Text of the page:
Dry eye disease is observed often in our practice as primary eye care providers. In general, dry eye is characterized as a disease that occurs due to increased tear evaporation or decreased tear secretion that resulted in symptoms of ocular irritation.1
The recent International Dry Eye WorkShop (DEWS) defined dry eye disease as follows: Dry eye is a multifactorial disease of the tears and ocular surface that results in symptoms of discomfort, visual disturbance, and tear film instability with potential damage to the ocular surface. It is accompanied by increased osmolarity of the tear film and inflammation of the ocular surface.2 As outlined in the DEWS definition, dry eye disease not only causes ocular irritation, but also affects the quality of the patients visual acuity and can affect the integrity of the ocular surface.
Estimates of the prevalence of dry eye vary considerably between different populations of the world. In the United States, it is thought that dry eye occurs in 5% to 30% of the population.3 As practitioners, we are well aware that this disease affects women more than men and also increases in incidence in the older population.3
Dry eye disease does cause significant economic burdens on the patient through the costs for obtaining treatment, follow-up visits, additional testing and loss of working hours.4 Furthermore, it has been shown that dry eye disease affects the quality of life of a patient.5
A wide variety of therapeutic options are available for dry eye disease. Various treatment strategies, such as artificial tears or rewetting agents (henceforth called artificial tears), punctal plugs, anti-inflammatory agents (topical steroids or oral fatty acids), moisture goggles, secretogogues, autologous serum, prescription immunomodulatory drugs (topical and oral) as well as surgical options, are available for the treatment of dry eye disease.
Identification of the underlying cause of dry eye aids in successful treatment of this disease. However, its multifactorial nature makes it complicated to identify a single cause in a particular patient.
The diagnostic challenge is further increased for dry eye disease because no single test is available to correctly diagnose its various forms. Current research suggests that inflammation at the ocular surface plays an important role in the pathogenesis of dry eye.6
Among all therapeutic options for dry eye disease, artificial tears are still the mainstay in the initial management of a dry eye patient.7 Ophthalmic physicians usually begin a newly-diagnosed dry eye patient on a regimen of topical artificial tears and then add to or modify the course of treatment from there.
Currently, there are various artificial tears available over-the-counter; one brand (FreshKote, Focus Laboratories) is available by prescription only. Artificial tears are generally designed to lubricate the ocular surface and replace tear volume.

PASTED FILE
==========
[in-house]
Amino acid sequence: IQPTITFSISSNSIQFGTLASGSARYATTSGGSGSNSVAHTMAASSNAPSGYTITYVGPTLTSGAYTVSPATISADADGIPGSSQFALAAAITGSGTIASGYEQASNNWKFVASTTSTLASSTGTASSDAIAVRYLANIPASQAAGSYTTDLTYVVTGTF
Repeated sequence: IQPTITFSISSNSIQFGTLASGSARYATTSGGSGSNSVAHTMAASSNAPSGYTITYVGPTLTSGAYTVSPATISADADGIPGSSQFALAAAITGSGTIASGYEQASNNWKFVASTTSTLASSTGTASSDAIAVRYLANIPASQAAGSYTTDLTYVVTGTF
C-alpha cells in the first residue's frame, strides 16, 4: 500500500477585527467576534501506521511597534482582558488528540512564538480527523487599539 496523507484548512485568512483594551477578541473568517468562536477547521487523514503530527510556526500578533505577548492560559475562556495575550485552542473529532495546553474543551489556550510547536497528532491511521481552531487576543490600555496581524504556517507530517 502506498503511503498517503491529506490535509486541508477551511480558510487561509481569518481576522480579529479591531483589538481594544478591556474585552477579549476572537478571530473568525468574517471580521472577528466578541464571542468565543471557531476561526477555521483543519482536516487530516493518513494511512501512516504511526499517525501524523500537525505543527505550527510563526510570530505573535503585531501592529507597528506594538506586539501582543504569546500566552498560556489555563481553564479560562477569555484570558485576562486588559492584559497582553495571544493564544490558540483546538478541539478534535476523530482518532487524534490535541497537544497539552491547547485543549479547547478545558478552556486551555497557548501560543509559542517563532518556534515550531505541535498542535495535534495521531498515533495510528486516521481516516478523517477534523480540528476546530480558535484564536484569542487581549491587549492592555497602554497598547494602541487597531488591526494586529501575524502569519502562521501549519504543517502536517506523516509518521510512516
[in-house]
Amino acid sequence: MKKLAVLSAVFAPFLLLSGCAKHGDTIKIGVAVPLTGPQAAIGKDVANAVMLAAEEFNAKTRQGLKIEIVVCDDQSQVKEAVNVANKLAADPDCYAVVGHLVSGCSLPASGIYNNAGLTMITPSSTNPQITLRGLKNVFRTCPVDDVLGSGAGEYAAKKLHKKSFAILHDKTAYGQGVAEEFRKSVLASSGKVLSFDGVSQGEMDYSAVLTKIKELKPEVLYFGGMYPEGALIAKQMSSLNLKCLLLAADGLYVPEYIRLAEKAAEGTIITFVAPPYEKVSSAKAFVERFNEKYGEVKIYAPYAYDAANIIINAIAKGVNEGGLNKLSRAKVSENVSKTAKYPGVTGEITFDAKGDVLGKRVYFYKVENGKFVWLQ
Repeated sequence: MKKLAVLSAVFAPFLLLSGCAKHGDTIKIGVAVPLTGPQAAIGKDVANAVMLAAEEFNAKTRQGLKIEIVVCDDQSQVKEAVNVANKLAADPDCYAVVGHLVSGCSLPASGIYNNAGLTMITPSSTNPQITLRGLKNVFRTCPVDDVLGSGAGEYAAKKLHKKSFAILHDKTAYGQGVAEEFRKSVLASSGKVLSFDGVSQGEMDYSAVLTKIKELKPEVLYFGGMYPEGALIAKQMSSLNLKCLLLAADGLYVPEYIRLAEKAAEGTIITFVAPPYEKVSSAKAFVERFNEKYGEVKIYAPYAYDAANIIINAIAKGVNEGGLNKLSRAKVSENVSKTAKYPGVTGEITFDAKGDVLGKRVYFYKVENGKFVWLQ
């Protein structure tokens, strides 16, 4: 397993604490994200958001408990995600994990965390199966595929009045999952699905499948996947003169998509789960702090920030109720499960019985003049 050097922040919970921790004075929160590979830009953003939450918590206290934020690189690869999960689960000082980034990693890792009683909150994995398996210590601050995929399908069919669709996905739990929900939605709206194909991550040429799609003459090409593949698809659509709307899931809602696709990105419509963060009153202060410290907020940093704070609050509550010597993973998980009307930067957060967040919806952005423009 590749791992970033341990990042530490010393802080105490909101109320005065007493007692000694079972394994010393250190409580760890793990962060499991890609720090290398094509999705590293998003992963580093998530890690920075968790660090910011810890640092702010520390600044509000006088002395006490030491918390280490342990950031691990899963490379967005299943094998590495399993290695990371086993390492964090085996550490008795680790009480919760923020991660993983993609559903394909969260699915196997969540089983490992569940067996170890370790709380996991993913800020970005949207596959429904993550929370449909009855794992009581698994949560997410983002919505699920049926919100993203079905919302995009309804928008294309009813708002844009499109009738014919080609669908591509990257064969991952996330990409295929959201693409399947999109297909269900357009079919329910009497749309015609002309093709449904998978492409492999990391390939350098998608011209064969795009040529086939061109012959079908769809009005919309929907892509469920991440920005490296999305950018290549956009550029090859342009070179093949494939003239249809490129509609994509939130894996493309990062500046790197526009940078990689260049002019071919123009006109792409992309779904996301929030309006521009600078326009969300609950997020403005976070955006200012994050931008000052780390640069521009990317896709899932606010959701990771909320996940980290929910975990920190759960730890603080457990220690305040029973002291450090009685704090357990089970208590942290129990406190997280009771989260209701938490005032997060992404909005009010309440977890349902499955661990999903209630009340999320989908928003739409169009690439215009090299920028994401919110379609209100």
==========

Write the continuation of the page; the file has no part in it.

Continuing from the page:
Due to the complex nature of the tear film, it is difficult to design an artificial tear solution that is identical to human tears. However, many artificial tear brands try to improve their quality by altering the composition, viscosity and/or osmolarity of the solution.
This article details some of the commonly available compositions of artificial tears and discusses their potential use in specific causes of dry eye disease. There is no single brand of artificial tears that works well for every form of dry eye. Rather, each option (organized here by formulation composition) has benefits for certain clinical situations.
CMC-Based Artificial Tears
Carboxy methylcellulose (CMC, discussed below) and hydroxypropyl methylcellulose (discussed later) are polysaccharides known as mucilages.8 The methyl and hydroxpropyl cellulose derivatives are widely used in artificial tear formulations. They increase the residence time of tears as well as increase the viscosity of tears.8 Interestingly, the refractive index of 1% methylcellulose is 1.336, which closely matches that of human tears.8
Commonly available CMC artificial tears include the Refresh brand of tears (Allergan) as well as TheraTears (Advanced Vision Research). CMC-based artificial tears may protect the integrity of the ocular surface.9
Refresh is available in both preserved and non-preserved as well as in liquigel formulations. It has been shown that the mid-viscosity (1.0% CMC) Refresh Liquigel promotes significant reduction in the signs and symptoms of dry eye compared to lower viscosity agents.9 So, CMC-based artificial tears may be indicated in patients who demonstrate ocular surface staining with vital dyes. TheraTears has the added benefit of being a hypotonic solution. Hyperosmolarity is a common feature of most forms of dry eye disease.1 Therefore, the hypotonic TheraTears solution may provide comfort in dry eye patients.
HMC-Based Artificial Tears